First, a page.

Chen Xibin has come a long way for a man who started his career selling meat from the back of a bicycle around the streets of Harbin in northern China.
He now runs Grand Farm, one of China's biggest importers of red meat and a com- pany with a vast array of farms, feedlots, abattoir and a nationwide distribution network supplying thousands of supermarkets, restaurants and butcher shops.
Mr Chen said it was his bond with Busselton brothers Greg and Peter Walsh, who own and operate meat processor V&V Walsh, that opened his eyes to WA and its farming potential.
It also helps to have the brothers watching his back while Grand Farm invests in dramatically boosting lamb and beef supply out of WA.
Mr Chen has a history of investing in WA, joining forces with Peter Walsh in award-winning Amelia Park Wines.
The new $10 million winery they are building on the former Moss Brothers site on Caves Road to boost production is due for completion by Christmas.
Mr Walsh's other interests include racehorses and on Saturday night Mr Chen and his entourage were guests of honour at the WA Racehorse Owners' Association awards at the Hyatt, where the ballroom was decorated with a replica terracotta warrior as part of a Chinese Year of the Horse theme. Mr Chen paid $10,500 for a piece of Black Caviar memorabilia at auction but his real interest is in sheep and cattle.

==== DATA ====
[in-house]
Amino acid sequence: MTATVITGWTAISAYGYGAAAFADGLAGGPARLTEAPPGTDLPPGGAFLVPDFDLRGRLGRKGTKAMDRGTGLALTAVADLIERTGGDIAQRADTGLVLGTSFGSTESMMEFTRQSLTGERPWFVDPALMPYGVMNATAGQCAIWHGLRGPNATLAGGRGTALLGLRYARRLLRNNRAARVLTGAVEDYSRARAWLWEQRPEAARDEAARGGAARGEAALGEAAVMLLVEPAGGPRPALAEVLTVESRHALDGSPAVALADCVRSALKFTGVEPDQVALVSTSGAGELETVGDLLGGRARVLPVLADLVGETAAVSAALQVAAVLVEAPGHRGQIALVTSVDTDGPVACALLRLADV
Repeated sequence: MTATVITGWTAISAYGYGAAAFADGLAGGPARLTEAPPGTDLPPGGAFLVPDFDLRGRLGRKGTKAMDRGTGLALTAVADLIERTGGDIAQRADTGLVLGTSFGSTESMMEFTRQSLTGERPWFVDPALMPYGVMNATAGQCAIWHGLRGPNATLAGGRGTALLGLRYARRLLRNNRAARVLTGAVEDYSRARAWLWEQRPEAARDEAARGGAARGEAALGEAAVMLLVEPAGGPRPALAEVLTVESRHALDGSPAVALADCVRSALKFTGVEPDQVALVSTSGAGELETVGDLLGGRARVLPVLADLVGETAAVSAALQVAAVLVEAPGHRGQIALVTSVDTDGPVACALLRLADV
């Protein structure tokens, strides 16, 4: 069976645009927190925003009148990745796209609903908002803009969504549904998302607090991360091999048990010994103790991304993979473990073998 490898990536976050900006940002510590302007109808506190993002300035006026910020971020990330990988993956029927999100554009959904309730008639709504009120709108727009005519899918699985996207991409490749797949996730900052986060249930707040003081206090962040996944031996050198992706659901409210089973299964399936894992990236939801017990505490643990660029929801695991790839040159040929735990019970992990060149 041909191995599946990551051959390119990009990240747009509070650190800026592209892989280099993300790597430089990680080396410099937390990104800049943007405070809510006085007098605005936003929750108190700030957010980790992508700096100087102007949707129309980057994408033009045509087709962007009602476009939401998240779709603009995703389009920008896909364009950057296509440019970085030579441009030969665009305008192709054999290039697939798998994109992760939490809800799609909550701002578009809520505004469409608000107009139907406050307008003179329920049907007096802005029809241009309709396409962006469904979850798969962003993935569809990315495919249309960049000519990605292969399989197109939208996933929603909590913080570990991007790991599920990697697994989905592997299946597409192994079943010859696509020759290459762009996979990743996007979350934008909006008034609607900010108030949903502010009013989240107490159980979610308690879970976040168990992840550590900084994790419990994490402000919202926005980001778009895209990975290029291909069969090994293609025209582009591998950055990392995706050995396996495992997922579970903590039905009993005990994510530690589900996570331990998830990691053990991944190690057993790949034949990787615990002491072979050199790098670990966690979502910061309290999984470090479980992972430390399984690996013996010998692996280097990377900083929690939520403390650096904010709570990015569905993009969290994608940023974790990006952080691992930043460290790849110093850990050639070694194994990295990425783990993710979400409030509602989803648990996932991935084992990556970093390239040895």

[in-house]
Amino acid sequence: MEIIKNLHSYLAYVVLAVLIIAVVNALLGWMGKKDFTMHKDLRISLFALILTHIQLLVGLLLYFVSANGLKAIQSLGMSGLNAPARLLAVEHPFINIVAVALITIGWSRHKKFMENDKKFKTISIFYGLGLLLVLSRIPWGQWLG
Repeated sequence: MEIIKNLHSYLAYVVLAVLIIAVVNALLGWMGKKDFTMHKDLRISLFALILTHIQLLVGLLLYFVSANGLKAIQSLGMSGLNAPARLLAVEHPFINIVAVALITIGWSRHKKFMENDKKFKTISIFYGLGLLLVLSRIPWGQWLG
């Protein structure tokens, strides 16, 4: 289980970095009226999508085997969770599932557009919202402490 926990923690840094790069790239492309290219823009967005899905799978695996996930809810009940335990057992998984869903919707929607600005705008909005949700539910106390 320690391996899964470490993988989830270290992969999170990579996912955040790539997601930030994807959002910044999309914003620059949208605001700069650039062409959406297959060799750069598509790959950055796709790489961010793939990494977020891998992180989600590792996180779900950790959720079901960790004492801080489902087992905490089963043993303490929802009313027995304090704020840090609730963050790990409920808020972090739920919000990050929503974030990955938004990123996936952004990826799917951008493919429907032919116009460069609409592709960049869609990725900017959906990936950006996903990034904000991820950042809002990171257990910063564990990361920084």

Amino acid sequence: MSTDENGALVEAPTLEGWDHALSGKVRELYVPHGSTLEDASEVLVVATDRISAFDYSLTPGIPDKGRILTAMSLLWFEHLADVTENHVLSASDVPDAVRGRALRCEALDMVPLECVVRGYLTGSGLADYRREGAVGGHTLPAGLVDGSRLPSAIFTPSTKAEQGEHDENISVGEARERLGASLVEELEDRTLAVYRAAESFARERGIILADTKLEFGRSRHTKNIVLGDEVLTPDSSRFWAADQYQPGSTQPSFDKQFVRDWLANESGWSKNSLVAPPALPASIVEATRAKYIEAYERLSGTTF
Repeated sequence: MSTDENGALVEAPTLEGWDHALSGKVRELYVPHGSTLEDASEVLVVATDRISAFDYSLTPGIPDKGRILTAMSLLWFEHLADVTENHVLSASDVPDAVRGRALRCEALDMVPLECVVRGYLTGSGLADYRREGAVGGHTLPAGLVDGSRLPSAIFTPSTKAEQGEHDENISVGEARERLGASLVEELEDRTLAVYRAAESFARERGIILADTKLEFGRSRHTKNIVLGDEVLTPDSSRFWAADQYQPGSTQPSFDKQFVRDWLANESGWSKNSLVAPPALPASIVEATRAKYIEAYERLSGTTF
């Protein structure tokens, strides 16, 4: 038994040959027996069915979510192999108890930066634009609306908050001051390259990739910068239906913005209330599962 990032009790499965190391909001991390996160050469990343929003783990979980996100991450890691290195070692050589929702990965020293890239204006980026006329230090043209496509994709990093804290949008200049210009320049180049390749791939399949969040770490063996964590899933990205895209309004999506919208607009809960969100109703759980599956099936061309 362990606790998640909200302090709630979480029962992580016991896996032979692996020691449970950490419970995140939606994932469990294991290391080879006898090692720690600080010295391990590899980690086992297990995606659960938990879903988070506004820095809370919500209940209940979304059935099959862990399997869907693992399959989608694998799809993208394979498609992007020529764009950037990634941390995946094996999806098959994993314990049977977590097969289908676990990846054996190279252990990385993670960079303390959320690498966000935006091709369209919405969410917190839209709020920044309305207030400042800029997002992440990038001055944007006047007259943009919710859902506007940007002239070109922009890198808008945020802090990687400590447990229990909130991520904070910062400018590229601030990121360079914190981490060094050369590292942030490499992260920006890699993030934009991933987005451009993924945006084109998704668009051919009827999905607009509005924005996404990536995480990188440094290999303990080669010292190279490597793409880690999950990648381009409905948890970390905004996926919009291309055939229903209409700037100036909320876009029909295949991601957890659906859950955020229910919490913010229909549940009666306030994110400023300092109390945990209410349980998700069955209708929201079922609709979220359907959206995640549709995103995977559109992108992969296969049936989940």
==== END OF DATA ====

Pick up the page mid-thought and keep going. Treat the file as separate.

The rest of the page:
Speaking to _WestBusiness _through an interpreter, Mr Chen said he was passionate about agriculture and WA.
"I started coming here 10 years ago and I love this State," he said. "It is rich in agricultural resources, with a good environment and high standards of meat safety. The local farms are great with quality livestock and potential to create more supply."
Mr Chen said local investment was just part of Grand Farm's plan for WA.
"It is not the investment but what we buy from farmers that will help the most," he said. "It will give farmers confidence there is demand so they can increase supply."